Sickle Cell Trait and Kidney Disease in People of African Ancestry With HIV

GEN-AFRICA study group, Rachel K.Y. Hung*, Elizabeth Binns-Roemer, John W. Booth, Rachel Hilton, Julie Fox, Fiona Burns, Mark Harber, Andrew Ustianowski, Lisa Hamzah, James E. Burns, Amanda Clarke, David A. Price, Stephen Kegg, Denis Onyango, Beatriz Santana-Suarez, Lucy Campbell, Kate Bramham, Claire C. Sharpe, Caroline A. SabinCheryl A. Winkler, Frank A. Post, John Booth, Anele Waters, James Hand, Chris Clarke, Sarah Murphy, Maurice Murphy, Marion Campbell, Celia Richardson, Alyson Knott, Gemma Weir, Rebecca Cleig, Helena Soviarova, Lisa Barbour, Tanya Adams, Vicky Kennard, Vittorio Trevitt, Rachael Jones, Jeremy Levy, Alexandra Schoolmeester, Serah Duro, May Rabuya, Deborah Jordan, Teresa Solano, Frank A. Post, Mary Poulton, Jan Flaherty, Bijal Patel, A. Manning, Joyce Popoola

*Corresponding author for this work

Research output: Contribution to journalArticlepeer-review

3 Citations (Scopus)

Abstract

Introduction: Sickle cell trait (SCT) has been associated with chronic kidney disease (CKD) in African Americans, although evidence for its impact in Africans and people with HIV is currently lacking. We conducted a cross-sectional study investigating the association between SCT and kidney disease in people of African ancestry with HIV in the UK. Methods: The primary outcome was estimated glomerular filtration rate (eGFR) <60 ml/min per 1.73 m2. Secondary outcomes were eGFR <90 ml/min per 1.73 m2, end-stage kidney disease (ESKD; eGFR <15 ml/min per 1.73 m2, chronic dialysis, or having received a kidney transplant), proteinuria (protein-to-creatinine ratio >50 mg/mmol), and albuminuria (albumin-to-creatinine ratio >3 mg/mmol). Multivariable logistic regression was used to estimate the associations between SCT and kidney disease outcomes. Results: A total of 2895 participants (mean age 48.1 [SD 10.3], 57.2% female) were included, of whom 335 (11.6%) had SCT and 352 (12.2%) had eGFR <60 ml/min per 1.73 m2. After adjusting for demographic, HIV, and kidney risk factors including APOL1 high-risk genotype status, individuals with SCT were more likely to have eGFR <60 ml/min per 1.73 m2 (odds ratio 1.62 [95% CI 1.14–2.32]), eGFR <90 ml/min per 1.73 m2 (1.50 [1.14–1.97]), and albuminuria (1.50 [1.09–2.05]). Stratified by APOL1 status, significant associations between SCT and GFR <60 ml/min per 1.73 m2, eGFR <90 ml/min per 1.73 m2, proteinuria, and albuminuria were observed for those with APOL1 low-risk genotypes. Conclusion: Our results extend previously reported associations between SCT and kidney disease to people with HIV. In people of African ancestry with HIV, these associations were largely restricted to those with APOL1 low-risk genotypes.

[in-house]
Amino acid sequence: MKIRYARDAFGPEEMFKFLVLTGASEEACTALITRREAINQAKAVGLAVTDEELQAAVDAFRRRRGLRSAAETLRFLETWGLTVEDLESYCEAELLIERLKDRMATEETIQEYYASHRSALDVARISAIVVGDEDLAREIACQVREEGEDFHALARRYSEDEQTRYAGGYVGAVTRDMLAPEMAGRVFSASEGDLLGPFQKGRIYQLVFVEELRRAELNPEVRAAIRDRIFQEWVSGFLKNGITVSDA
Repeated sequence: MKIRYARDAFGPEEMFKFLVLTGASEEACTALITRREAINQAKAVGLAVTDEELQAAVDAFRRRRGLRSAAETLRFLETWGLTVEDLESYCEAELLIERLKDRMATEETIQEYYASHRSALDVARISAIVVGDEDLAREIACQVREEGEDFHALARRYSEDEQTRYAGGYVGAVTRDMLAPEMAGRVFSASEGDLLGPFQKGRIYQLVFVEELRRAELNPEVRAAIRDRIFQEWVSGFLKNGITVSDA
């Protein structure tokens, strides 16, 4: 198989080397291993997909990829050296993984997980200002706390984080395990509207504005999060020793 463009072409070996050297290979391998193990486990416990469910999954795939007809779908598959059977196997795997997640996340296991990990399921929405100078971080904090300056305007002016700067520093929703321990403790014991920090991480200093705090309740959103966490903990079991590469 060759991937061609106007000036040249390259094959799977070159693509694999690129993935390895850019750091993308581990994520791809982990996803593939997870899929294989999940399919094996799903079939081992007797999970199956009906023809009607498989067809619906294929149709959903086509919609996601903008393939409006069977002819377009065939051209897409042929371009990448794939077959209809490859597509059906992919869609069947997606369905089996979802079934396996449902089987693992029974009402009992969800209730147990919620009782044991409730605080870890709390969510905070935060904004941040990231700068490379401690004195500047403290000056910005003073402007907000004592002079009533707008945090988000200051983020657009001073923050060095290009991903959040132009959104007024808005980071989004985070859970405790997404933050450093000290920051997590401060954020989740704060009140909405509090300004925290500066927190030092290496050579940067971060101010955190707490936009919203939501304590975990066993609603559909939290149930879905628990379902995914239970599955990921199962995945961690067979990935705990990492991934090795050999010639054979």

Original languageEnglish
Pages (from-to)465-473
Number of pages9
JournalKidney International Reports
Volume7
Issue number3
Early online date13 Dec 2021
DOIs
Publication statusPublished - 1 Mar 2022

Keywords

  • Africa
  • APOL1
  • HIV
  • kidney
  • SCT
  • sickle cell trait

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